Kauffman: “Automation = needed.”

Ancheta: “Automation = life.”

Couturier: “Automation = can’t live without it.”

What’s your IT philosophy for the end user?

“My focus is on the end user experience,” says Kauffman. “When onboarding, I want to make sure that when everyone gets to their desk on day one, they have everything that they need.”

He’s accomplished this by working with HR to make sure IT knows, as early in the process as possible, when new employees are joining. This way his team has enough equipment and an opportunity to provide access, whether it’s through automation or manual setups. “It makes new employees feel better, and they know they can come to us,” he says.

Ancheta has a similar philosophy. “We really need to think about the customer experience. These are people who are excited, and we want to enable them to perform. It doesn’t do anyone any good if they’re waiting for a week to just have access,” he says.

“If people’s first impression of the company is that they don’t have their act together, we are not going to retain them as employees,” he says.

“Knowing that we have it in our power to set up the experience, it is a constant process of iteration. There are so many components: hardware, apps, dispersed workforce, etc. It can be challenging.”

How do you stay up to speed on best practices?

Kauffman: “LinkedIn. Staying active within the Help Desk Institute and tweaking to fit individual needs.”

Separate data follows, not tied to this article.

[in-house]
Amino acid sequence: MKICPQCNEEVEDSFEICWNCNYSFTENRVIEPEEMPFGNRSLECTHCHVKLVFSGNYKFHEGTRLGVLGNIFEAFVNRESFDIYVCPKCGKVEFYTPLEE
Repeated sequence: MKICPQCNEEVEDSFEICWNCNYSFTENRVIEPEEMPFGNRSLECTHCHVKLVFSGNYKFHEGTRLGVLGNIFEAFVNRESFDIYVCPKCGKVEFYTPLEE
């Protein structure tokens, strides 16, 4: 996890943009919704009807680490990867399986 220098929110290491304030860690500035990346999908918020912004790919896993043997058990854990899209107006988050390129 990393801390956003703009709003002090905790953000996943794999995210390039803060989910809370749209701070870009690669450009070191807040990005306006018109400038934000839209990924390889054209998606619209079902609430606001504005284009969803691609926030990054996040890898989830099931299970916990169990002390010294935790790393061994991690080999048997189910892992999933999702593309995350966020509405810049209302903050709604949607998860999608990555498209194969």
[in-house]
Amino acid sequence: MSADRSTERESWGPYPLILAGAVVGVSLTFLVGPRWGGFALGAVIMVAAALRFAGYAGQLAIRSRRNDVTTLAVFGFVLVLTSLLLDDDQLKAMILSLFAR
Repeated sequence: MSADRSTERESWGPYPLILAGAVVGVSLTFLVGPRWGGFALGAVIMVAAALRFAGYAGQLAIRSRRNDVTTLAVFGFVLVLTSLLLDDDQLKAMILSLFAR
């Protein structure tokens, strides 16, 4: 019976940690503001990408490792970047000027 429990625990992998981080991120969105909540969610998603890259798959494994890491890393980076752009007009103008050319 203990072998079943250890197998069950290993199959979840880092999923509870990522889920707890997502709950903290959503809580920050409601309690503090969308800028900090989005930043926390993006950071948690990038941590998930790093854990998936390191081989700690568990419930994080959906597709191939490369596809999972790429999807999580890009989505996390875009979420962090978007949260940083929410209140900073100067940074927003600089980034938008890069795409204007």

Couturier: “LinkedIn. IT groups on Slack. Connecting with peers. Conferences. Listening to the team.”

Ancheta: “LinkedIn. Industry groups. Reading 30 minutes of tech news a day. A dinner a month with a meetup. Talking with peer groups.”

Word association: BetterCloud

Ancheta: “BetterCloud enabled us to have an onboarding and offboarding process when we didn’t have the bodies.”

Kauffman: “Ditto.”

Couturier: “Ditto.”

How do you handle patch management and endpoint management?

Ancheta: “MobileIron—and we still building it out. There are limitations, but we are doing pretty well with it right now.”

Couturier: “Fleetsmith, since InVision is 90 percent Apple. Northbay also helps facilitate equipment distribution to remote areas.”

How do you tackle sustainability with end-of-life hardware?

Ancheta: “There’s a lot of different programs out there that will allow you to donate, recycle, or deal with end of life hardware sustainably. We don’t have anything cemented just yet, but we’re working on it.”

Couturier: “Northbay helps with end-of-life recycling. We put in a 3-year policy to recycle [hardware] or for users to upgrade machines. There are a bunch of places we donate to, but it’s always in the works. It’s hard to find what works best, where to donate, and what to donate. It involves Accounting, Legal, and IT. We do the best we can using Northbay.”

How do you scale the helpdesk to make sure it’s a usable process?

When Kauffman joined Toast, it had a 250:1 end user-to-IT staff ratio at the helpdesk.

“We pushed this number to 315:1, and we are starting to feel the struggles,” he says. “It’s about paying attention to the trends. We will probably exceed 1,500 tickets this month. We use ServiceNow software. It helps get the best results early on with the ability to scale as big as you need.”

Specifically, which conferences do you find valuable?

Ancheta:Google Next and Oktane.”

Couturier:Altitude and Oktane.”

Altitude, BetterCloud’s annual conference, will be held September 23-25 in San Francisco this year. It’s an opportunity to get together and define best practices, build a network of peers, and influence BetterCloud’s product roadmap.

“We come in with all the things we want to build, and based off customer feedback, that is what we build,” says Politis. “If you can make the trip, we would love to have you there.”

You can learn more about (and register for) Altitude right here.

If you’re interested in joining the league of extraordinary unicorns who use BetterCloud, request a demo.